Transportation Minister Merav Michaeli ordered the state-run company overseeing Tel Aviv’s under-construction light rail system to look into operating on Shabbat, hitting a third rail of Israeli politics and igniting a firestorm of criticism from ultra-Orthodox leaders.
The move by Michaeli, leader of the progressive Labor party, would upend longtime norms which prohibit public transportation on the Jewish day of rest in nearly all Jewish-majority cities, but comes after years of complaints by residents of the secular, liberal stronghold that the weekly shutdowns are a form of religious coercion.
Michaeli told Mia Likvarnik, who heads the NTA Metropolitan Mass Transit System developing Tel Aviv’s light rail and subway system, to look into adopting a seven-day operating schedule, given the massive investment involved in the project. The request only relates to looking at the issue on a contractual and budgetary basis.
“Israeli citizens deserve an end to the siege over weekends,” she said in a statement, noting that the move would take cars off the road and end unfair restrictions on people who want to travel over the day off but are trapped by a lack of transportation options.
“Today, more and more of the Israeli public needs public transportation during the weekend, wants it, and many of those who will not use it also support it. It is our duty to make it happen,” she added, calling on Prime Minister Yair Lapid to back her plan.
There was no immediate comment from Lapid, whose Yesh Atid party has campaigned on ending ultra-Orthodox hegemony over parts of public life.
However, politicians from religious parties were quick to weigh in, bashing the plan and accusing Michaeli of using the issue to score points with voters.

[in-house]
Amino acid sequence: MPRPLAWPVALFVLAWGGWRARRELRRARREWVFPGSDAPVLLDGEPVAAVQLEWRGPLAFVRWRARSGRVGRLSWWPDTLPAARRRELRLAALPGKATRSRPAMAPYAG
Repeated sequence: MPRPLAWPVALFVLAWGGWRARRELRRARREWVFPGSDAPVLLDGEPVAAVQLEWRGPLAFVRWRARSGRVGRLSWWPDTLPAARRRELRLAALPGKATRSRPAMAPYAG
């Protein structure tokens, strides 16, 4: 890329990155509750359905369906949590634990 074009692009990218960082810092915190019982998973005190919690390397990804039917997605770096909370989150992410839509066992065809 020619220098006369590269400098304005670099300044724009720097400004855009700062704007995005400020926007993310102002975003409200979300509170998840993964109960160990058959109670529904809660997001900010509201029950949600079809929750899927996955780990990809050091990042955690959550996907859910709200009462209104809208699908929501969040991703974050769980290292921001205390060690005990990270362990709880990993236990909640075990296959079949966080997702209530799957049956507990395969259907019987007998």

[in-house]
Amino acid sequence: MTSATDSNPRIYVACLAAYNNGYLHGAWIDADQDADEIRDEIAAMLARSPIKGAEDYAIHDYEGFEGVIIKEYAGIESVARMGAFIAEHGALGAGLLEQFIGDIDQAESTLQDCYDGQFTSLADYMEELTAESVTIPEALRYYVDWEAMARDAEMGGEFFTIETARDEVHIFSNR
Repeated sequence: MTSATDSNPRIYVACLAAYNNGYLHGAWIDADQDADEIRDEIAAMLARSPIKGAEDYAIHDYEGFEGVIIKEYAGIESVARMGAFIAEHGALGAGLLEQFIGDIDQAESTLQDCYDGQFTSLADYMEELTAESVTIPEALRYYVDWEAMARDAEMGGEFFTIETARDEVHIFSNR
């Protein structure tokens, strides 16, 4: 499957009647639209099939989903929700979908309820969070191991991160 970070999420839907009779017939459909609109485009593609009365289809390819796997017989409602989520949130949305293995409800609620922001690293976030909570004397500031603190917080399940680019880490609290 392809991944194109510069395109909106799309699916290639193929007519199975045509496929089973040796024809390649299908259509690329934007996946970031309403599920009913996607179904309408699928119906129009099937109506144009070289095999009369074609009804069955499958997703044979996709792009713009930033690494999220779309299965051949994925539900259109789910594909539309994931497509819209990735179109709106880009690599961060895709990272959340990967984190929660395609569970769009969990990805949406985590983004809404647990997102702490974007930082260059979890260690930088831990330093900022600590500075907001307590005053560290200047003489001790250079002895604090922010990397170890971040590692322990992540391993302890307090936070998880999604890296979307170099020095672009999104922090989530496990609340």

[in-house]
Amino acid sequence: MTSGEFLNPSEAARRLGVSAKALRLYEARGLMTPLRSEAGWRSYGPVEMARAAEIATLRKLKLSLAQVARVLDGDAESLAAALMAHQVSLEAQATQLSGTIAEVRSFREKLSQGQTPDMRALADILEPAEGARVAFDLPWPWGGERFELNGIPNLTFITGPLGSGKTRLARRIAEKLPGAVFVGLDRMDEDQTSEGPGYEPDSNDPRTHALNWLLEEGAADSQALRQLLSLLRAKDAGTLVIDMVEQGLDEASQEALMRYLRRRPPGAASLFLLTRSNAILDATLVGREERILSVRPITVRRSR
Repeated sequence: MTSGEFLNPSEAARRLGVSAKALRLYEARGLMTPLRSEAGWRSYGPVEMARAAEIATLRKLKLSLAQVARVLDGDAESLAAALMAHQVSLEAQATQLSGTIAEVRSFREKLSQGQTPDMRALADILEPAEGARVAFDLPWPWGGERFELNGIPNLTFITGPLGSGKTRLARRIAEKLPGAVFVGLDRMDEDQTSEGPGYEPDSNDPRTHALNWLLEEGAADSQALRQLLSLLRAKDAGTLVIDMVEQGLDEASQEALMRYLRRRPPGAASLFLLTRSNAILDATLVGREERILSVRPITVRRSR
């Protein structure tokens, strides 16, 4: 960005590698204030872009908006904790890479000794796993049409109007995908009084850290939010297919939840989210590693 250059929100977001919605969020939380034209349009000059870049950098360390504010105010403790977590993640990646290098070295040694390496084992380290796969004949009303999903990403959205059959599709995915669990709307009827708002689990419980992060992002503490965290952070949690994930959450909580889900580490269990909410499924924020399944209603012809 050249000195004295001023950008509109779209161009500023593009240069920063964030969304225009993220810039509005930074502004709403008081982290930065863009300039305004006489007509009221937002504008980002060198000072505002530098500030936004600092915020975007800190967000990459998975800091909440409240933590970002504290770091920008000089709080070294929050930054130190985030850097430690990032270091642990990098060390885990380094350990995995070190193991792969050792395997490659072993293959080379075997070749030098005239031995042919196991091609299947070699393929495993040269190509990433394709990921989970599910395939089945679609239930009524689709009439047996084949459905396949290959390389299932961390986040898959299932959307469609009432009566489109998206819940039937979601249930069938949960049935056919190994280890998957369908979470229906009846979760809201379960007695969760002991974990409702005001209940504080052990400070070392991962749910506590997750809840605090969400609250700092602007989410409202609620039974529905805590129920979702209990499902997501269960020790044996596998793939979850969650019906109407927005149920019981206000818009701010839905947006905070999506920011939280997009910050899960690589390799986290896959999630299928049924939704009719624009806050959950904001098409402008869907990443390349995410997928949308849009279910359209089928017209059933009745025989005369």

“The failed transportation minister decided to trample on Shabbat in the State of Israel and to harm the Jewish identity of the state as part of her election campaign,” said Religious Zionism MK Bezalel Smotrich, a former transportation minister.
The ultra-Orthodox Shas party accused Michaeli of running a “cynical election campaign” at the expense of the sanctity of the day.
Shas MK Moshe Arbel said the party was considering filing a petition against Michaeli with the Central Elections Committee, saying she was using state bodies to campaign for votes. He dismissed claims that those without cars are stuck on Shabbat as “demagoguery,” noting that taxi vans still operate on Saturday.
“There is a status quo, and to come and change the status quo of the Jewish state, the only one in the world, and fight against Shabbat is extremely grave,” he told the Kan news outlet.
In 2019, the Tel Aviv municipality launched an initiative that provided public transportation over the Jewish Sabbath, offering minibus services to residents of the city and surrounding areas.
Darkenu, a civil society movement that works to promote what it calls moderate voices in Israeli society commended the minister on her “progress” and expressed hope that “the right decisions will be made.”
In Israel, buses and trains do not generally run in Jewish-majority cities on Friday night and Saturday before sundown.
The practice was born of an agreement reached between the ultra-Orthodox community and Israel’s first prime minister, David Ben-Gurion, before the formation of the state.
After over a decade of work and several delays, the first of three lines of the new light rail system is set to open in November. The Red Line will travel from Bat Yam to Petah Tikva via Tel Aviv-Jaffa, Ramat Gan and Bnei Brak, an ultra-Orthodox suburb where even cars are generally prohibited on Shabbat.
Times of Israel staff contributed to this report.